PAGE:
The Federal Court of Appeal has overturned the earlier finding
that Allergan and Apotex had settled their patent infringement
litigation (2015 FC 367).
Allergan had sued Apotex for patent infringement. The parties
discussed settlement for almost two years, through emails, draft
Minutes of Settlement and reporting letters to the Federal Court.
In reviewing the evidence, the Federal Court had determined that
although the parties did not have a signed agreement, they had
reached agreement on all essential terms.
The Court of Appeal began its analysis by laying out the
following requirements for a Court to find whether a settlement
agreement has been reached in a common law jurisdiction:
objectively viewed, the parties had a
mutual intention to create legal relations;
there must be consideration flowing
in return for a promise;
the terms of the agreement are
there is matching offer and
acceptance on all terms essential to the agreement; and
any other requirements, such as
In reviewing the requirements, the Court of Appeal stated that
this is an objective test, not a subjective one. The Federal Court
Judge had applied a subjective test, which was found to be in
In applying an objective view to the evidence, the Court of
Appeal found that the scope of the restrictions sought to be placed
upon Apotex was an essential term that had not been agreed upon.
Furthermore, it was found that counsel to Apotex only agreed to
recommend the terms of settlement to his client. In finding that
counsel did not have the authority to bind his client, there was no
legally-effective acceptance of Allergan's offer.
Thus, the original decision was overturned.
The Court of Appeal made a few comments of note at the end of
the appeal. First, it was noted that the patent at issue had
expired during the appeal, and Allergan moved to dismiss the appeal
as moot. The Court of Appeal held it was not moot because Apotex
would have been subject to obligations under the settlement
agreement, which if breached, could be the foundation for a future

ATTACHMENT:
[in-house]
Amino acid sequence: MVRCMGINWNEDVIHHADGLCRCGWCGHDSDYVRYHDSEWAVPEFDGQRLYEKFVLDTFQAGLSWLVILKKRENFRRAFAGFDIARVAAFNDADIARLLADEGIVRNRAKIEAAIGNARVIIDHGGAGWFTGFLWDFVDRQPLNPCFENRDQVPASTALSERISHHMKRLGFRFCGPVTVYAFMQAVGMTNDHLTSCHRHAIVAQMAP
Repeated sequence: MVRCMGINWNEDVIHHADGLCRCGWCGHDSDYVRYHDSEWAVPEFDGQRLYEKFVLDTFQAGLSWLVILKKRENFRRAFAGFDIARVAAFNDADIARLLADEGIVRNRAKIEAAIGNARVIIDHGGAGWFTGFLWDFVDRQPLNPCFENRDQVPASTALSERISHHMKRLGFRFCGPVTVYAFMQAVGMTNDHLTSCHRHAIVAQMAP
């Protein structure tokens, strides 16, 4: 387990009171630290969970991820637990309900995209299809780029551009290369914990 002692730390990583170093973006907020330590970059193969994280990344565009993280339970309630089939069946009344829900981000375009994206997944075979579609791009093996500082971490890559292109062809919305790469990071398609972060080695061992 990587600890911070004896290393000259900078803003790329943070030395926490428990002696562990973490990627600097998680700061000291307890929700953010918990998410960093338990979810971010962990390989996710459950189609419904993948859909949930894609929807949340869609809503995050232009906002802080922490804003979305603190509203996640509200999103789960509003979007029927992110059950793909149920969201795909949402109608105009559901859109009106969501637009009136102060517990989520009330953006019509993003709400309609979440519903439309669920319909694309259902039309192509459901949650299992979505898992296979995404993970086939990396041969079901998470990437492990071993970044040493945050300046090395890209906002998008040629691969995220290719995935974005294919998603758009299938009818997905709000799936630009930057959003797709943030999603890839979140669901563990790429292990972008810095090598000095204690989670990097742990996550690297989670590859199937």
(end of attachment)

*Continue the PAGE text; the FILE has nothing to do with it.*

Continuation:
damages claim. There was also a lack of authority on the legal
points in the appeal and some uncertainty in the state of the law,
which meant it was in the public interest to continue the
Second, it was noted that not only did the Federal Court declare
the parties had reached settlement and identified the terms of the
settlement, the Court had set out the terms and ordered Apotex to
comply. This was found to be too broad, as a breach of the
settlement agreement could now lead to proceedings for contempt. In
the Court of Appeal's view, there should only have been a
declaration that a settlement agreement had been made by reference
to the documents in the record.
When removing a named inventor, evidence that the remaining
individuals are the sole inventors is not necessary
Qualcomm sought to remove a named inventor who was added to a
patent through inadvertence or mistake. The named inventor provided
affidavit evidence that he is not an inventor and consented to
being removed as an inventor from a patent.
In removing the inventor, the Court noted that section 31(3) of
the Patent Act has two parts: i) evidence that an inventor had no
part in the invention and ii) that the remaining applicant(s) are
the sole inventors. In this proceeding, the Court only had evidence
from the named inventor and the Applicant's Patent Counsel.
That evidence did not clearly state that the remaining co-inventors
are the sole inventors.
In its view, the Court held that evidence as to the remaining
inventors is essentially a housekeeping requirement for the Patent
Office that is not relevant when an issued patent is being
considered by the Court.
Accordingly, the Order issued notwithstanding the evidence was
silent as to whether the remaining inventors were the sole
A recent Saskatchewan Court of Queen's Bench decision allowed a court-appointed receiver to sell and transfer intellectual property rights free and clear of encumbrances, finding that a license to use improvements of an invention was a contractual interest and not a property interest.
Register for Access and our Free Biweekly Alert for
This service is completely free. Access 250,000 archived articles from 100+ countries and get a personalised email twice a week covering developments (and yes, our lawyers like to think you’ve read our Disclaimer).